O wretched man that I am
Not as considered in Christ, for as such he was a most happy man, being blessed with all spiritual blessings, and secure from all condemnation and wrath; nor with respect to his inward man, which was renewing day by day, and in which he enjoyed true spiritual peace and pleasure; nor with regard to his future state, of the happiness of which he had no doubt: he knew in whom he had believed; he was fully persuaded nothing could separate him from the love of God; and that when he had finished his course, he should have the crown of righteousness laid up for him: but this exclamation he made on account of the troubles he met with in his Christian race; and not so much on account of his reproaches, persecutions, and distresses for Christ's sake; though these were many and great, yet these did not move or much affect him, he rather took delight and pleasure in them; but on account of that continual combat between, the flesh and spirit in him; or by reason of that mass of corruption and body of sin he carried about with him; ranch such a complaint Isaiah makes, ( Isaiah 6:5 ) , which in the Septuagint is, (w talav egw) , "O miserable I". This shows him to be, and to speak of himself as a regenerate man; since an unregenerate man feels no uneasiness upon that score, or makes any complaint of it, saying as here,
who shall deliver me from the body of this death?
or "this body of death"; by which some understand, this mortal body, or the body of flesh subject to death for sin; and suppose the apostle expresses his desire to quit it, to depart out of it, that he might enjoy an immortal life, being weary of the burden of this mortal body he carried about with him: so Philo the Jew F19 represents the body as a burden to the soul, which (nekroforousa) , "it carries about as a dead carcass", and never lays down from his birth till his death: though it should be observed, that when the apostle elsewhere expresses an earnest longing after a state of immortality and glory, some sort of reluctance and unwillingness to leave the body is to be observed, which is not to be discerned here; and was this his sense, one should think he would rather have said, when shall I be delivered? or why am I not delivered? and not who shall deliver me? though admitting this to be his meaning, that he was weary of the present life, and wanted to be rid of his mortal body, this did not arise from the troubles and anxieties of life, with which he was pressed, which oftentimes make wicked men long to die; but from the load of sin, and burden of corruption, under which he groaned, and still bespeaks him a regenerate man; for not of outward calamities, but of indwelling sin is he all along speaking in the context: wherefore it is better by "this body of death" to understand what he in ( Romans 6:6 ) calls "the body of sin"; that mass of corruption that lodged in him, which is called "a body", because of its fleshly carnal nature; because of its manner of operation, it exerts itself by the members of the body; and because it consists of various parts and members, as a body does; and "a body of death", because it makes men liable to death: it was that which the apostle says "slew" him, and which itself is to a regenerate man, as a dead carcass, stinking and loathsome; and is to him like that punishment Mezentius inflicted on criminals, by fastening a living body to a putrid carcass F20: and it is emphatically called the body of "this death", referring to the captivity of his mind, to the law of sin, which was as death unto him: and no wonder therefore he so earnestly desires deliverance, saying, "who shall deliver me?" which he speaks not as being ignorant of his deliverer, whom he mentions with thankfulness in ( Romans 7:25 ) ; or as doubting and despairing of deliverance, for he was comfortably assured of it, and therefore gives thanks beforehand for it; but as expressing the inward pantings, and earnest breathings of his soul after it; and as declaring the difficulty of it, yea, the impossibility of its being obtained by himself, or by any other than he, whom he had in view: he knew he could not deliver himself from sin; that the law could not deliver him; and that none but God could do it; and which he believed he would, through Jesus Christ his Lord.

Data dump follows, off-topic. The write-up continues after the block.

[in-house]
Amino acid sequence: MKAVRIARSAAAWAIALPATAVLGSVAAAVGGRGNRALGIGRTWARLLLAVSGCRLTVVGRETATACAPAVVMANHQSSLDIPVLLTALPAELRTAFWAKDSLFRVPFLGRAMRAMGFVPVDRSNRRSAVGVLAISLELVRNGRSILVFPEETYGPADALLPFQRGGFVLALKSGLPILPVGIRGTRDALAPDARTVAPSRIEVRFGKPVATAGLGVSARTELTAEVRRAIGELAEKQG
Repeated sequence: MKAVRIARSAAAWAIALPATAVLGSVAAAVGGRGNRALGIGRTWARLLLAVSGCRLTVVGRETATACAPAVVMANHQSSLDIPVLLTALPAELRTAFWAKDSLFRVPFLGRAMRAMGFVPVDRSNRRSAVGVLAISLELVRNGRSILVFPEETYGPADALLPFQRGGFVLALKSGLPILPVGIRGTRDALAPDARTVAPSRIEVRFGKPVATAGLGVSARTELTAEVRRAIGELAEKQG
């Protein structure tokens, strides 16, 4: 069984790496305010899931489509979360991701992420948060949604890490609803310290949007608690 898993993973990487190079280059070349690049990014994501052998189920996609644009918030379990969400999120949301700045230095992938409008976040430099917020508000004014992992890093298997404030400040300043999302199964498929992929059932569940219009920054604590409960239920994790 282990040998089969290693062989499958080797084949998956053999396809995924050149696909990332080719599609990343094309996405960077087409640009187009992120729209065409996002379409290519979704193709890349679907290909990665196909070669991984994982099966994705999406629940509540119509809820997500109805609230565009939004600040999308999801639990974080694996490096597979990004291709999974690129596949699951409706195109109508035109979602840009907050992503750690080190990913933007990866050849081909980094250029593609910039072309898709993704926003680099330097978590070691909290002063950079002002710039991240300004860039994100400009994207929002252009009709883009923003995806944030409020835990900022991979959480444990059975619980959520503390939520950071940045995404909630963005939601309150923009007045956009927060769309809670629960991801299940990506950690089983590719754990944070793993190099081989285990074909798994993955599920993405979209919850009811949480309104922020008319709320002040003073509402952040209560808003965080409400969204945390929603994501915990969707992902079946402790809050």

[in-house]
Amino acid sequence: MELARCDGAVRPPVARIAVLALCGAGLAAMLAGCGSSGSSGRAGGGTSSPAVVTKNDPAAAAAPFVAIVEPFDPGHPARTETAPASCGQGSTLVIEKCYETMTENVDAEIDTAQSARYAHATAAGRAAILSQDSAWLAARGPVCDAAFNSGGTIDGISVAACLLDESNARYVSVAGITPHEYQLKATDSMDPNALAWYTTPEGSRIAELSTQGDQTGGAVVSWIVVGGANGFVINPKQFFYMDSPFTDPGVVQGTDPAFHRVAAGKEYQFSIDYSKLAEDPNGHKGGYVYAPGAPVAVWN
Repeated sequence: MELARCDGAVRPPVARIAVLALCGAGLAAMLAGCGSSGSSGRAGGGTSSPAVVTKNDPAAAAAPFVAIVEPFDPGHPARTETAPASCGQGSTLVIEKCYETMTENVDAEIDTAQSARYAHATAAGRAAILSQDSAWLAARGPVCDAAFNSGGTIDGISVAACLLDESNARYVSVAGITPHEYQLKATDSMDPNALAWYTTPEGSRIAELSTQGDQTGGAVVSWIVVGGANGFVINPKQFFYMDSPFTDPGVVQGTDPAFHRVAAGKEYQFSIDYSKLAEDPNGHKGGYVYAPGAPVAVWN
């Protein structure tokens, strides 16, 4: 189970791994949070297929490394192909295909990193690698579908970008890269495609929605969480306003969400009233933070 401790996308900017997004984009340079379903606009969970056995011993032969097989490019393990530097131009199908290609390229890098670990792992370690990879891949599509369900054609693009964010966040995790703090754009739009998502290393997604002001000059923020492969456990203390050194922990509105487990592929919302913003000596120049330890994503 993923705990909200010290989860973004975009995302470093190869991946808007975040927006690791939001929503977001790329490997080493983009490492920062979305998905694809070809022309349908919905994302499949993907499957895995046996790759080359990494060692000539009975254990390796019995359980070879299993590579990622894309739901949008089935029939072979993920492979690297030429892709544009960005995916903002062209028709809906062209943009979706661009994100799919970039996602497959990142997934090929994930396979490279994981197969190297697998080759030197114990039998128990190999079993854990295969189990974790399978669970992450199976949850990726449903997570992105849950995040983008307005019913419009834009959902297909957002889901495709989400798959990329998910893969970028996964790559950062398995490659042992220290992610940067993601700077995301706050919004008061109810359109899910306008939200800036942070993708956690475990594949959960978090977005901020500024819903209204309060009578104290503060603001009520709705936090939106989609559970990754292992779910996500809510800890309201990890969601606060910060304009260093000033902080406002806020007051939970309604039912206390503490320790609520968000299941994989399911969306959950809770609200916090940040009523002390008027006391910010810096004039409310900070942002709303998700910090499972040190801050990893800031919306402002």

F19 De Agricultura, p. 191.
F20 Alexander ab. Alex. Genial. Dier. l. 3. c. 5,